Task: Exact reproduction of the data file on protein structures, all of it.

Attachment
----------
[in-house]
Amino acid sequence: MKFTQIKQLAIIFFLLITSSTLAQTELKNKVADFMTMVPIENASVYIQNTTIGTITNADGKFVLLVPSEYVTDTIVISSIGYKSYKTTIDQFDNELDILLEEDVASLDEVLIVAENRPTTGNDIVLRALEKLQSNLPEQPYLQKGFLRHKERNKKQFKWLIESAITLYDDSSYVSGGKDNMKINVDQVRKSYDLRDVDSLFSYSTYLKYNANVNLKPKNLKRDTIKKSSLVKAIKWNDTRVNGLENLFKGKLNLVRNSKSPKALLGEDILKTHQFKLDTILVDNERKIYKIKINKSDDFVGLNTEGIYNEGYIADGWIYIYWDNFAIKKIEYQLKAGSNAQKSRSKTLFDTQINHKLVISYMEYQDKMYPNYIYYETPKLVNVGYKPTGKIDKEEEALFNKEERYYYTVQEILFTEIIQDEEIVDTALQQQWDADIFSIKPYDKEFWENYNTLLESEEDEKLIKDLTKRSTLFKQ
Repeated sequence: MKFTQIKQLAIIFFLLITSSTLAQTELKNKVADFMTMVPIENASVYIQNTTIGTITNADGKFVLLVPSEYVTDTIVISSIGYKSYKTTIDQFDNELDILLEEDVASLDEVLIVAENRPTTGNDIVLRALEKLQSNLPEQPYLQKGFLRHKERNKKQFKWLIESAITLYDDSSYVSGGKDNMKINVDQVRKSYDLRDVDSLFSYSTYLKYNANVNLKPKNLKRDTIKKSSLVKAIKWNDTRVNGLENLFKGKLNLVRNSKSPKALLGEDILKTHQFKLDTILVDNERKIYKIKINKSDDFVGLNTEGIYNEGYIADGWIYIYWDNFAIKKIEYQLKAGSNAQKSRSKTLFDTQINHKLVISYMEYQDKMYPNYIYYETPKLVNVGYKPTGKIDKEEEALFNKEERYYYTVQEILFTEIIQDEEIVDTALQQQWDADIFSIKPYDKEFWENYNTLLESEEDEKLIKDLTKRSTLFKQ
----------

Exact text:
[in-house]
Amino acid sequence: MKFTQIKQLAIIFFLLITSSTLAQTELKNKVADFMTMVPIENASVYIQNTTIGTITNADGKFVLLVPSEYVTDTIVISSIGYKSYKTTIDQFDNELDILLEEDVASLDEVLIVAENRPTTGNDIVLRALEKLQSNLPEQPYLQKGFLRHKERNKKQFKWLIESAITLYDDSSYVSGGKDNMKINVDQVRKSYDLRDVDSLFSYSTYLKYNANVNLKPKNLKRDTIKKSSLVKAIKWNDTRVNGLENLFKGKLNLVRNSKSPKALLGEDILKTHQFKLDTILVDNERKIYKIKINKSDDFVGLNTEGIYNEGYIADGWIYIYWDNFAIKKIEYQLKAGSNAQKSRSKTLFDTQINHKLVISYMEYQDKMYPNYIYYETPKLVNVGYKPTGKIDKEEEALFNKEERYYYTVQEILFTEIIQDEEIVDTALQQQWDADIFSIKPYDKEFWENYNTLLESEEDEKLIKDLTKRSTLFKQ
Repeated sequence: MKFTQIKQLAIIFFLLITSSTLAQTELKNKVADFMTMVPIENASVYIQNTTIGTITNADGKFVLLVPSEYVTDTIVISSIGYKSYKTTIDQFDNELDILLEEDVASLDEVLIVAENRPTTGNDIVLRALEKLQSNLPEQPYLQKGFLRHKERNKKQFKWLIESAITLYDDSSYVSGGKDNMKINVDQVRKSYDLRDVDSLFSYSTYLKYNANVNLKPKNLKRDTIKKSSLVKAIKWNDTRVNGLENLFKGKLNLVRNSKSPKALLGEDILKTHQFKLDTILVDNERKIYKIKINKSDDFVGLNTEGIYNEGYIADGWIYIYWDNFAIKKIEYQLKAGSNAQKSRSKTLFDTQINHKLVISYMEYQDKMYPNYIYYETPKLVNVGYKPTGKIDKEEEALFNKEERYYYTVQEILFTEIIQDEEIVDTALQQQWDADIFSIKPYDKEFWENYNTLLESEEDEKLIKDLTKRSTLFKQ